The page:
New Zealand has been making headlines this week after announcing its new Wellbeing Budget.

The government of New Zealand says it is “is committed to putting people’s wellbeing and the environment at the heart of its policies, including reporting against a wider set of wellbeing indicators in future Budgets.”

The official website of the New Zealand Government goes on to state:

“The Budget provides an annual opportunity to review New Zealand’s performance across some high-level indicators, place the Government’s programme within the context of the economic and fiscal outlook, set out the Government’s strategy for the future and draw links to specific actions that have been, or will be, taken.

Budget 2019: The Wellbeing Budget, will broaden the Budget’s focus beyond economic and fiscal policy by using the Treasury’s Living Standards Framework to inform the Government’s investment priorities and funding decisions. The Government will measure and report against a broader set of indicators to show a more rounded measure of success, as a country and as a Government. This will be supported by Budget processes that facilitate evidence-based decisions and deliver the Government’s objectives in a cost-effective way. The Wellbeing Budget represents an important step towards embedding wellbeing in New Zealand’s public policy.”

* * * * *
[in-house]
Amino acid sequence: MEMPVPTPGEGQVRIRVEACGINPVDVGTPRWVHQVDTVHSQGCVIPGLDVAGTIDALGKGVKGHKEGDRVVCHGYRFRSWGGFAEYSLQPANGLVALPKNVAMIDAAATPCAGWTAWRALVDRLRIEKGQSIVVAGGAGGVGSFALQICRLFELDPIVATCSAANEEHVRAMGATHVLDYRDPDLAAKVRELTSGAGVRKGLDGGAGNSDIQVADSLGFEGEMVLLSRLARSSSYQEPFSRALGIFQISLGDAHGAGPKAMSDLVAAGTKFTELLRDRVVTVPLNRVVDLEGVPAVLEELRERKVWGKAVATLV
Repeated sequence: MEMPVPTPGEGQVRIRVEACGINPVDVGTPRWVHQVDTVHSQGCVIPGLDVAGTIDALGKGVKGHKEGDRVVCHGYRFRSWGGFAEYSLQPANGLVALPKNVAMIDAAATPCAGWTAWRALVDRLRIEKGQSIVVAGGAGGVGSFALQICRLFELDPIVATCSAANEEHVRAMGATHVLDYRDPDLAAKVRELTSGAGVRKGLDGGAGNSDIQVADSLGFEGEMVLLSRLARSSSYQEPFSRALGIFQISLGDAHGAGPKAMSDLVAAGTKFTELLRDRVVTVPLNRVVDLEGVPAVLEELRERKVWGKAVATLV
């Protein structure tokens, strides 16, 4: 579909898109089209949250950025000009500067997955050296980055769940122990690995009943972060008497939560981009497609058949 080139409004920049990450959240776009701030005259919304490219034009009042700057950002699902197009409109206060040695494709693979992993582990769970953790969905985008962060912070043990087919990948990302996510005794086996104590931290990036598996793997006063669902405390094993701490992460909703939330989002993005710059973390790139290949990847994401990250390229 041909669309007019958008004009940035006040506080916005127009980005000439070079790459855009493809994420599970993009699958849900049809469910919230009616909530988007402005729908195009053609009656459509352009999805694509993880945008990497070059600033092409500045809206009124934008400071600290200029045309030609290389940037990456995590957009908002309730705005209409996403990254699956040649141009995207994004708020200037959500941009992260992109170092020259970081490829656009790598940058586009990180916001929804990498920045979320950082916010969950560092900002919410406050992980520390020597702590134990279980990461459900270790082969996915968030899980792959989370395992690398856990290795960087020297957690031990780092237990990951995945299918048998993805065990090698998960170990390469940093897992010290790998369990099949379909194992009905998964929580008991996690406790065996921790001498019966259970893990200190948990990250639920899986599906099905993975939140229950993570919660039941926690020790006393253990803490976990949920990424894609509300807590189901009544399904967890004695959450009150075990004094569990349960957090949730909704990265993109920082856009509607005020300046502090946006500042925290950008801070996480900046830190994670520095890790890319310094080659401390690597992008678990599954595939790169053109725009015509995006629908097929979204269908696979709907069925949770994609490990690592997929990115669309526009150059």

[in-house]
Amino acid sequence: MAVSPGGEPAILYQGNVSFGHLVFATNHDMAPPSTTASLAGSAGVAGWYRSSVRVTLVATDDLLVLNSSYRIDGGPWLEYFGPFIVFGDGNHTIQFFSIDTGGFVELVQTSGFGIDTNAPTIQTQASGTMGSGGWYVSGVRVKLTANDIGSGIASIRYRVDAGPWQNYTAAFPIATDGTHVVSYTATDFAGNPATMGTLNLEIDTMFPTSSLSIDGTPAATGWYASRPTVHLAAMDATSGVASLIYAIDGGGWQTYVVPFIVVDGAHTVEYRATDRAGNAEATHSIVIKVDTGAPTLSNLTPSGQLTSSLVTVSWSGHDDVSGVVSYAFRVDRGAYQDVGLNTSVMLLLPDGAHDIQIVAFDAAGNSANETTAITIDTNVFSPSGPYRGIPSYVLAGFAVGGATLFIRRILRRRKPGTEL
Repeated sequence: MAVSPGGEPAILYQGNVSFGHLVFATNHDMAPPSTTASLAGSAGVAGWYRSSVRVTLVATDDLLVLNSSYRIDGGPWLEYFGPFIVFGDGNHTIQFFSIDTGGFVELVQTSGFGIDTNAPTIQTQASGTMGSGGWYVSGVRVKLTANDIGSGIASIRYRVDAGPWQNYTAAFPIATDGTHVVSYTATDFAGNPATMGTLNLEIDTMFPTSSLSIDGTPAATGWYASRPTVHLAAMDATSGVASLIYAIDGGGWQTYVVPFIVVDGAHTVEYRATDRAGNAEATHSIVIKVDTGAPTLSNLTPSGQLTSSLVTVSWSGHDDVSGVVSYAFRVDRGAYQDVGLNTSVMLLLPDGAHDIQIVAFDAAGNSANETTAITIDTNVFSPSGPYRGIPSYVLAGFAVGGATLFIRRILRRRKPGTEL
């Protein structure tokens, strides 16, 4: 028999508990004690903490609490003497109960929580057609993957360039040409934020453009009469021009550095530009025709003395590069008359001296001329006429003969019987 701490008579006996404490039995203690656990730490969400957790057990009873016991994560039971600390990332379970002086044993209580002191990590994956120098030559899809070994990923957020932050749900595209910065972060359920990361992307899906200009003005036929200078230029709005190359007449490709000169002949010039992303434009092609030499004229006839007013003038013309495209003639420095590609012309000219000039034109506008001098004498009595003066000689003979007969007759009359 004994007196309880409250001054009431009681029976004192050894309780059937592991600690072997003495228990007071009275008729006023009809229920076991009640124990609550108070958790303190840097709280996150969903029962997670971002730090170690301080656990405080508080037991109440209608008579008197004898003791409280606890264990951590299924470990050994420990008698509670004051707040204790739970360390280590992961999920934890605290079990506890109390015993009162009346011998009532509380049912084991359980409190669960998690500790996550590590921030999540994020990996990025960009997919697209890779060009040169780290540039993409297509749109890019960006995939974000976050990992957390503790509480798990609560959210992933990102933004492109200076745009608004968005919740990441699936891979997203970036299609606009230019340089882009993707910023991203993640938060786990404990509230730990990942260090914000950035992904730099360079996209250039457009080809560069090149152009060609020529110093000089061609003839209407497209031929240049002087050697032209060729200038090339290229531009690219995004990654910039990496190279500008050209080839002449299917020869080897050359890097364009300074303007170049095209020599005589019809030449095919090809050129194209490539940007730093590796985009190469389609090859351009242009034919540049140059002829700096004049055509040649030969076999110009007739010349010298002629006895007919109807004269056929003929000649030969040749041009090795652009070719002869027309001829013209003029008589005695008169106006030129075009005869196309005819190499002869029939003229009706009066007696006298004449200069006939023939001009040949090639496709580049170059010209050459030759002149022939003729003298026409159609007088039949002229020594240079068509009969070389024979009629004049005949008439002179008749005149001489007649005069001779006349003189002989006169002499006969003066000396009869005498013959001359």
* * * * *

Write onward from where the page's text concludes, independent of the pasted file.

Find out more about the budget on the website here.

Read The Guardian article about the new budget here.

New Zealand is one of the founding members of the Wellbeing Economy Governments initiative, alongside Scotland and Iceland.

2 replies
  1. Alistair
    Alistair says:

    It is a good start, and only a belated start. It officially shifts the norms of legitimation, which is vital, but ..NZ government recently largely ignored the recommendations of two major commissions of inquiry, one to deal with poverty and the other to introduce a capital gains tax, with PM Ardern saying under her leadership the NZ Labour Party would not seek a CGT. We are still at what Thomas Kuhn (The Structure of Scientific Revolutions”) termed the stage of “crisis” in paradigm change. “Sustainable Growth” is still the oxymoronic goal of Economic Development Associations here in Aotearoa/New Zealand.

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